Land’s End

I go very seldom to the water. It is always there, just on the other side of the hill; in bed I can hear it breaking against the shore, in and out like breathing. It invades my sleep, so that my dreams are always of sailing and islands and voyages, or of floating, which is pleasant, but for all that I have only been to look at it once or twice in the years I have lived here. Somehow it is never as I picture it to be, smaller somehow, or larger; in any case, looking out over the restless surface of the sea only leaves me feeling unsettled and cheated.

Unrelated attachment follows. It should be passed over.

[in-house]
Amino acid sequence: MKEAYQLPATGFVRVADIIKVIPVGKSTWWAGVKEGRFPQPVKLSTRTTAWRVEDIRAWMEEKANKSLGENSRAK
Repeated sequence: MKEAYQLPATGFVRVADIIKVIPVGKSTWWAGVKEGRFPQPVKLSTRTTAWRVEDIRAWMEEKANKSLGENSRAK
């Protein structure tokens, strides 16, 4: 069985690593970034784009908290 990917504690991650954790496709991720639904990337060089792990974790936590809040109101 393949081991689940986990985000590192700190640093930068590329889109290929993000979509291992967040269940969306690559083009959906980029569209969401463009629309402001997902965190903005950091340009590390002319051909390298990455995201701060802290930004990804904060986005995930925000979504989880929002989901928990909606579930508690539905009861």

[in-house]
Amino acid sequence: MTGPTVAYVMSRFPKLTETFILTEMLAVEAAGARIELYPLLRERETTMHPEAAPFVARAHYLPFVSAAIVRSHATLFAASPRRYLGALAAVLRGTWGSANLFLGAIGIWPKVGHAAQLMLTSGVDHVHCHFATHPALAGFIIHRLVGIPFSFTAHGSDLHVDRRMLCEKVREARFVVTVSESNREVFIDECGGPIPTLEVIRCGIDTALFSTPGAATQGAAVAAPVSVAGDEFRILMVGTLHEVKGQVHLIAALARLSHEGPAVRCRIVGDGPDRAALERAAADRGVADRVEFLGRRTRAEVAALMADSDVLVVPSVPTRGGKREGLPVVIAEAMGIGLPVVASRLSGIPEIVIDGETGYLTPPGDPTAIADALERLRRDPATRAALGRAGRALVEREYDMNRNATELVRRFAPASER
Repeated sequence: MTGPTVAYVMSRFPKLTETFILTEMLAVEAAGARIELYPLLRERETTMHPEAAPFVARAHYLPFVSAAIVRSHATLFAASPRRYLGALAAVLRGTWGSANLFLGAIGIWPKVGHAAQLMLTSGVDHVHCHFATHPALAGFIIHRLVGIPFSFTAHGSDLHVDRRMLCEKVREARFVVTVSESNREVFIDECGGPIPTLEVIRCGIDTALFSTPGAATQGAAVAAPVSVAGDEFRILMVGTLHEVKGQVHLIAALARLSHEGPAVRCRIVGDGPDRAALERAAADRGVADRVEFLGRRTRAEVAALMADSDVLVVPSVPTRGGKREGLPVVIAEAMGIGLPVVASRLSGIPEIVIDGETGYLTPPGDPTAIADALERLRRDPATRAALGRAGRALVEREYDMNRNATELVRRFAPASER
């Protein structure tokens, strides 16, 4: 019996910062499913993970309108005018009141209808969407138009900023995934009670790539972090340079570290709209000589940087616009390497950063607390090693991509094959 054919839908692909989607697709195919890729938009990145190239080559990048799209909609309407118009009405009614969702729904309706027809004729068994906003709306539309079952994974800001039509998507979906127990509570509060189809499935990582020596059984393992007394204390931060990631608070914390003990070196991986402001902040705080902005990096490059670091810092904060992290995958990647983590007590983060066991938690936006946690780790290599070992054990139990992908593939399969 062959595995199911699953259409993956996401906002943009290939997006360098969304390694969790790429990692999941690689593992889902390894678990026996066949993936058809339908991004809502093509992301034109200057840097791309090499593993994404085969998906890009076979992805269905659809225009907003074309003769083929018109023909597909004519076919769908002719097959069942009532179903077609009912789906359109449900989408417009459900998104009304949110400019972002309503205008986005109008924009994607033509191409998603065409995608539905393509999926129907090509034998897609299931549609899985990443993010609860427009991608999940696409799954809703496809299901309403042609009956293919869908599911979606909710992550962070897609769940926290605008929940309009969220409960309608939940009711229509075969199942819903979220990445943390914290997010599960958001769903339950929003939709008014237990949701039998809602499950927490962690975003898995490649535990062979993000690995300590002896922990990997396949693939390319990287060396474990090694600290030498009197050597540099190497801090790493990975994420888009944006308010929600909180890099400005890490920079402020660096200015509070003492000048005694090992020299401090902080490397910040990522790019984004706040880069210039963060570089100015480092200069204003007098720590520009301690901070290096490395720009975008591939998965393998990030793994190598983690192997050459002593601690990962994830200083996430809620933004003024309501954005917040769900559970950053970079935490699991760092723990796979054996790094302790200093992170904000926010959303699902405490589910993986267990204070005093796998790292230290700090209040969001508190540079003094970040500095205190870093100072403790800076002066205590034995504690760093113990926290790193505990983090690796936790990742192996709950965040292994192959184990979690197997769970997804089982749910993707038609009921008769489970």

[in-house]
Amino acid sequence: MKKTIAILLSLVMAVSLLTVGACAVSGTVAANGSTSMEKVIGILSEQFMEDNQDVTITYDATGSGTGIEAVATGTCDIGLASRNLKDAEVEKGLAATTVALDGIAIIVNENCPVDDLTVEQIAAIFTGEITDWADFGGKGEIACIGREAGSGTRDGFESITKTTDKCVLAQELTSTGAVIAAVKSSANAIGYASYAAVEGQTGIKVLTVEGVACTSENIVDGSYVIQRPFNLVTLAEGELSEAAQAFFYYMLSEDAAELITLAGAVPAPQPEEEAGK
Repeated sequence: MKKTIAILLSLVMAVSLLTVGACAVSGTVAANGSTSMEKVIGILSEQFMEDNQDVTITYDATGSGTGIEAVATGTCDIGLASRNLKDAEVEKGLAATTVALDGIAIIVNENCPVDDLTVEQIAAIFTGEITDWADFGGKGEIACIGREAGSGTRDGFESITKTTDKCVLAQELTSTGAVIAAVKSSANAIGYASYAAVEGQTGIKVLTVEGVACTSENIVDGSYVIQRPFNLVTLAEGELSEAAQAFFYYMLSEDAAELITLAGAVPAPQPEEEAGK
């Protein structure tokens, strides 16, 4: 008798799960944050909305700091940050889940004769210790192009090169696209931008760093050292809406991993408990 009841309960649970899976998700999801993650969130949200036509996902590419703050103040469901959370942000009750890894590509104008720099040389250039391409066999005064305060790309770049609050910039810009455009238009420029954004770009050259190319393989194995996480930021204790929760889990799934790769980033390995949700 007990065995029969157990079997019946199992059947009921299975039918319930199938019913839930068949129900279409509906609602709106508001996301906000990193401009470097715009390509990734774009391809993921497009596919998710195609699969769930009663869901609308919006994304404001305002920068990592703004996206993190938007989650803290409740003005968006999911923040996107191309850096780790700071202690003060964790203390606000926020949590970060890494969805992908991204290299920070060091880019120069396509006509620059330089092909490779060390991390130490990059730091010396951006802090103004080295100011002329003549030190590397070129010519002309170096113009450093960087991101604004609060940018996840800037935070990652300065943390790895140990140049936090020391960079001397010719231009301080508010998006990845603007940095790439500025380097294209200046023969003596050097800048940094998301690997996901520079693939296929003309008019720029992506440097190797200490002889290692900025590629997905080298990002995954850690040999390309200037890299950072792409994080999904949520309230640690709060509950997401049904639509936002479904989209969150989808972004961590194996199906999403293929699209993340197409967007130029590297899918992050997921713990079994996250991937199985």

When I walk, it is always with my back to the water, always inland. There are mountains there, my island’s steep shoulders, and from their sides I can look out to where the horizon flattens out and not feel trapped. The wind is stronger there, and carries with it the strange smell of the sea, and not the familiar, domestic reek of the harbor; from the broad cliffs I sometimes see the uncertain shapes of distant sails, older days.